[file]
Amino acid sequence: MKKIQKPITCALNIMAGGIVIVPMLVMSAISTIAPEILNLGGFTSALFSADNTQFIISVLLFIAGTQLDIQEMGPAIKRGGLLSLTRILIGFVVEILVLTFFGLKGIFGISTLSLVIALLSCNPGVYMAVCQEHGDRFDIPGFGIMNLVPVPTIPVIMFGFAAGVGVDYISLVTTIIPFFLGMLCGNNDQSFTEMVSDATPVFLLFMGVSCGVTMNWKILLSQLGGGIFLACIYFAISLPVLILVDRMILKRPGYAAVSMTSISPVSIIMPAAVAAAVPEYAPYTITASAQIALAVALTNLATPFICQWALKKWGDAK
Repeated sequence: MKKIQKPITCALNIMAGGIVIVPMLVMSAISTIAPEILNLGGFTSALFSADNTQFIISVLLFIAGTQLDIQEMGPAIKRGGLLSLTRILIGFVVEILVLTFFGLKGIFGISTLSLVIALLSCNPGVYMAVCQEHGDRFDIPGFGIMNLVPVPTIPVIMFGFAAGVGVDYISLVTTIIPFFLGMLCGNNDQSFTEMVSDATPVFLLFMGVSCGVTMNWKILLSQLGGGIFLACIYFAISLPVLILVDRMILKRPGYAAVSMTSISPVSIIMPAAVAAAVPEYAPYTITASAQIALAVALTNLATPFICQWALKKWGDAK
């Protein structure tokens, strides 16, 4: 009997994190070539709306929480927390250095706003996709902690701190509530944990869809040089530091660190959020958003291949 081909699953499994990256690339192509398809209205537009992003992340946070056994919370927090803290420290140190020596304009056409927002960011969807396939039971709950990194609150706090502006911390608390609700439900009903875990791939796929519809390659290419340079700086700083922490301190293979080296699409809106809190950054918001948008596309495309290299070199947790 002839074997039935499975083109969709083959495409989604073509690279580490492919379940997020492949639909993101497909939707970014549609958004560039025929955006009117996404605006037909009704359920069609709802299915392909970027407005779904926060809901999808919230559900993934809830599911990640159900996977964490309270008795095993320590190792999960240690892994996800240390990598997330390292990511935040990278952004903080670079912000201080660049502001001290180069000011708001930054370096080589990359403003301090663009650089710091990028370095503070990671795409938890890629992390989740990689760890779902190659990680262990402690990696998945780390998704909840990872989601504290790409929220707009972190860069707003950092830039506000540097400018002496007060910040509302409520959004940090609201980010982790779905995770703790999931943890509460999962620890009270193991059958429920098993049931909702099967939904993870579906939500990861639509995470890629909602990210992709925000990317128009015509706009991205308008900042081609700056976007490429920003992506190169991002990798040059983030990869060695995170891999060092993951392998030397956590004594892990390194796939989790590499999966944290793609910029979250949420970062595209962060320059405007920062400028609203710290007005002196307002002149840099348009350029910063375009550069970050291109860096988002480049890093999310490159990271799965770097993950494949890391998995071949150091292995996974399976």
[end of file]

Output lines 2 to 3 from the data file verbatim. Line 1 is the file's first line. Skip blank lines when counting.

Repeated sequence: MKKIQKPITCALNIMAGGIVIVPMLVMSAISTIAPEILNLGGFTSALFSADNTQFIISVLLFIAGTQLDIQEMGPAIKRGGLLSLTRILIGFVVEILVLTFFGLKGIFGISTLSLVIALLSCNPGVYMAVCQEHGDRFDIPGFGIMNLVPVPTIPVIMFGFAAGVGVDYISLVTTIIPFFLGMLCGNNDQSFTEMVSDATPVFLLFMGVSCGVTMNWKILLSQLGGGIFLACIYFAISLPVLILVDRMILKRPGYAAVSMTSISPVSIIMPAAVAAAVPEYAPYTITASAQIALAVALTNLATPFICQWALKKWGDAK
């Protein structure tokens, strides 16, 4: 009997994190070539709306929480927390250095706003996709902690701190509530944990869809040089530091660190959020958003291949 081909699953499994990256690339192509398809209205537009992003992340946070056994919370927090803290420290140190020596304009056409927002960011969807396939039971709950990194609150706090502006911390608390609700439900009903875990791939796929519809390659290419340079700086700083922490301190293979080296699409809106809190950054918001948008596309495309290299070199947790 002839074997039935499975083109969709083959495409989604073509690279580490492919379940997020492949639909993101497909939707970014549609958004560039025929955006009117996404605006037909009704359920069609709802299915392909970027407005779904926060809901999808919230559900993934809830599911990640159900996977964490309270008795095993320590190792999960240690892994996800240390990598997330390292990511935040990278952004903080670079912000201080660049502001001290180069000011708001930054370096080589990359403003301090663009650089710091990028370095503070990671795409938890890629992390989740990689760890779902190659990680262990402690990696998945780390998704909840990872989601504290790409929220707009972190860069707003950092830039506000540097400018002496007060910040509302409520959004940090609201980010982790779905995770703790999931943890509460999962620890009270193991059958429920098993049931909702099967939904993870579906939500990861639509995470890629909602990210992709925000990317128009015509706009991205308008900042081609700056976007490429920003992506190169991002990798040059983030990869060695995170891999060092993951392998030397956590004594892990390194796939989790590499999966944290793609910029979250949420970062595209962060320059405007920062400028609203710290007005002196307002002149840099348009350029910063375009550069970050291109860096988002480049890093999310490159990271799965770097993950494949890391998995071949150091292995996974399976």